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Two ways to fry a component

M

Midnight Oil

Jan 1, 1970
0
Many components I have seen have 2 ratings on them: volts and amps. I
am guessing that they put these two ratings on there because there are two
ways to "break" the component:


1) The voltage rating indicates how much "push" or force you can apply to
the device before it breaks. Even if you have a small amount of current
flowing through the device, if you apply too much push, it will break.
Like a door in a house, even if there is just one person going through the
door, if they are a very strong person and they push too hard on the door,
the latch will snap.

2) The current rating. If you apply a safe amount of push (voltage), but
you have a lot of current going through the device, it will break in
another way. Like the doorway analogy. If you have a bunch of weak people
running through the door, there isn't a lot of pressure, so the latch
won't snap, but with the crowd rushing through, the doorway will break.


So, when hooking up a device in a circuit, you need to observe both
ratings. Like the doorway, you want to be sure that someone too strong
doesn't go through and break the latch, and you also want to be sure not
too many people go through at once and break the doorway down. Two
different scenarios.


Is my understanding correct?


- Jamie





The Moon is Waxing Crescent (18% of Full)
 
R

Ralph Mowery

Jan 1, 1970
0
Midnight Oil said:
Many components I have seen have 2 ratings on them: volts and amps. I
am guessing that they put these two ratings on there because there are two
ways to "break" the component:

Electronic devices may actually have 3 ratings that can 'break' them. If
too much voltage is applied the device will break down or arc over. Too
much current and the device melts. Also if the voltage and current are
under the limit but the product of them (watts) the device will melt. Most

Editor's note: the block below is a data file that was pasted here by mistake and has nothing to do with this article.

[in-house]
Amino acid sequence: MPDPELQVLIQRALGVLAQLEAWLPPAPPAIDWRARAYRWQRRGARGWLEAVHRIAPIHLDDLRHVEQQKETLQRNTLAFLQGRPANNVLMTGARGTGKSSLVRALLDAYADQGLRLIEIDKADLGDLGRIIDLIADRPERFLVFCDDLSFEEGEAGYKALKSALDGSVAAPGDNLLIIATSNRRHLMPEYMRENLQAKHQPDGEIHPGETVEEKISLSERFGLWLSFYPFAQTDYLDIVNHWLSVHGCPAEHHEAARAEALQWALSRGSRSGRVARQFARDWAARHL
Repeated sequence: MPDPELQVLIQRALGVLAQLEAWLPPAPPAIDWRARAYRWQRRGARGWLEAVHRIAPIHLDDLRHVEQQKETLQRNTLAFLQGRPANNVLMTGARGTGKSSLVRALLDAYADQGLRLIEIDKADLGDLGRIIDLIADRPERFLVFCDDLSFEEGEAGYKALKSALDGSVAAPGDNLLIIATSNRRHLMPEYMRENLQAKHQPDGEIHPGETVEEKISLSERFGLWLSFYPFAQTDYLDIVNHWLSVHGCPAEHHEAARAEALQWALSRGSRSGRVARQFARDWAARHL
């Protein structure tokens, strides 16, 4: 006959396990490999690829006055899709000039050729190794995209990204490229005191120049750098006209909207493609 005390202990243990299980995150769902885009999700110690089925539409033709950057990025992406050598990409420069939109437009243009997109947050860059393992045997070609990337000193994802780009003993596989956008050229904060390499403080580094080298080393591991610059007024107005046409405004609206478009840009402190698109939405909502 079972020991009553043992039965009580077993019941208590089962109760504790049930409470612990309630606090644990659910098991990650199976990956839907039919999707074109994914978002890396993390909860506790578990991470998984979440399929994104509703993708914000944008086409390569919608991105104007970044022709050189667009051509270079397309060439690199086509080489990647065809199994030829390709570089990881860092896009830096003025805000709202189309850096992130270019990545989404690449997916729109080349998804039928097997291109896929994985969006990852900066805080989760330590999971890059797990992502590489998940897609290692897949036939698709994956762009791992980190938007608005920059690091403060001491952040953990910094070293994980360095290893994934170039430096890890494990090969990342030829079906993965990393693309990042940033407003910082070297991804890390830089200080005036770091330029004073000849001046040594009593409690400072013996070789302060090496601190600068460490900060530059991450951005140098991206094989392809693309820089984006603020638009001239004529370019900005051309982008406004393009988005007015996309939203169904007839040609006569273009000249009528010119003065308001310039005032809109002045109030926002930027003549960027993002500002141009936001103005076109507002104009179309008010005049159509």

simiconductors must get rid of the excess heat that is produced. That is
partly why the power devices are mounted on large heat sinks.
 
P

PeteS

Jan 1, 1970
0
There are lots of voltage and current ratings for parts.

There's usually a current rating per pin on connectors, (as well as a
voltage rating which does not refer to the same thing). On ICs, there
is usually a current and voltage rating on IO ports when used as an
output or an input (how much it can source or sink - current - and the
maximum voltage permitted on the pin as an input usually). There are
many, many other voltage and current ratings (to say nothing of power
ratings and derating information).

In many (most?) cases, the two are not referring to the same thing.

Your post is mixing things apparently out of context, and in
electronics, context can be everything.

Get a specific part and ask about it - all will be explained by the
usenet denizens :)

Cheers

PeteS
 
P

Peter Bennett

Jan 1, 1970
0
Many components I have seen have 2 ratings on them: volts and amps. I
am guessing that they put these two ratings on there because there are two
ways to "break" the component:


1) The voltage rating indicates how much "push" or force you can apply to
the device before it breaks. Even if you have a small amount of current